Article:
Acknowledgements
Special thanks to Friend and EE Member mark_wills for his contributions in my writing of this Article!

Tremendous thanks to the EE Page Editors like aikimark who have made this and other articles better, so that hopefully you have enjoyed reading along to make it this far for me to say thank you to all of you for taking the time to read this.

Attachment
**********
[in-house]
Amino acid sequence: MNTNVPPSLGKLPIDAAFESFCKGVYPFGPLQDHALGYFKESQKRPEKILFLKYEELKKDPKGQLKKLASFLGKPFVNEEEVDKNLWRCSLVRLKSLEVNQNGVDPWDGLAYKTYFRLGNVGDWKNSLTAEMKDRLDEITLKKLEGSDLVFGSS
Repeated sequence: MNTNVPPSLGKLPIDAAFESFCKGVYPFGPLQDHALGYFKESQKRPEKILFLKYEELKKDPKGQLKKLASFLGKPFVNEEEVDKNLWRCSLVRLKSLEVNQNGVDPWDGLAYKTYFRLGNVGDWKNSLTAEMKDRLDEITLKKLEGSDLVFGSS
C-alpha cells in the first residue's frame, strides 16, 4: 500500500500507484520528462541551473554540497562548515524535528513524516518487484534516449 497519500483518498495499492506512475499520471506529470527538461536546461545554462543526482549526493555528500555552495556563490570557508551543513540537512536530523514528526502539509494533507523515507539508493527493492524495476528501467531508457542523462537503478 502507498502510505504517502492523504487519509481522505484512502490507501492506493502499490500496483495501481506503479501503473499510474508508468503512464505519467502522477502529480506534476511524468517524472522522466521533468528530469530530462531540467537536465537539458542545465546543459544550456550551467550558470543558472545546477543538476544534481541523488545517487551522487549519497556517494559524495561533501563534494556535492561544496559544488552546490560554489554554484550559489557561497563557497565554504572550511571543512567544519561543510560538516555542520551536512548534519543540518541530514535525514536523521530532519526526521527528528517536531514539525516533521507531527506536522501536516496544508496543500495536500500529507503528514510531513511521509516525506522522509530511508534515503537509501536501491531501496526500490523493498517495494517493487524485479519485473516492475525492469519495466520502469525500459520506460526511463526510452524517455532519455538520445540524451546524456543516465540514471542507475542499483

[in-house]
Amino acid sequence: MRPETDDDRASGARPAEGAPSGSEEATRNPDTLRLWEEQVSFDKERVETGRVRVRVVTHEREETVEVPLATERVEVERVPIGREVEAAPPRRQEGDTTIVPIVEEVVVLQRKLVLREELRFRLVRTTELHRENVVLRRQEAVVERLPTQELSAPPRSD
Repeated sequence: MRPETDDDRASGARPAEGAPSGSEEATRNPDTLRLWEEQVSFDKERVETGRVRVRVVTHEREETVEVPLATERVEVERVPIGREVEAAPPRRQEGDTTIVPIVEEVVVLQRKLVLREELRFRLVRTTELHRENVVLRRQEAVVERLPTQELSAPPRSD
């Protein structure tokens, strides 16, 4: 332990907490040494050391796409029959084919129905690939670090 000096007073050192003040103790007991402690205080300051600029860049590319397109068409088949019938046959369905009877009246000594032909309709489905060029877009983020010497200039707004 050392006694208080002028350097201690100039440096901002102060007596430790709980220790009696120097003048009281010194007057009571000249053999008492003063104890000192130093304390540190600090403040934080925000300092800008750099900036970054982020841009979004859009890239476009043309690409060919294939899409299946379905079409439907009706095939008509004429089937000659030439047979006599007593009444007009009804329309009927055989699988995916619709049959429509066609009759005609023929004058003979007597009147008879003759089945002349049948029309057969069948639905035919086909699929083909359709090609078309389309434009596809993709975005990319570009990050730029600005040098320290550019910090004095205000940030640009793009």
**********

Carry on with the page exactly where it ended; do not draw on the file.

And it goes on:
Just remember, if you liked this Article, it helped you solve an issue reproducing these functions, enlightened you a bit or just because...please remember to vote Yes below to show your support.

Thank you again for reading...

Happy coding!

Best regards,

Kevin (aka MWVisa1)

Appendix A: Java

Full source: Financials utility class.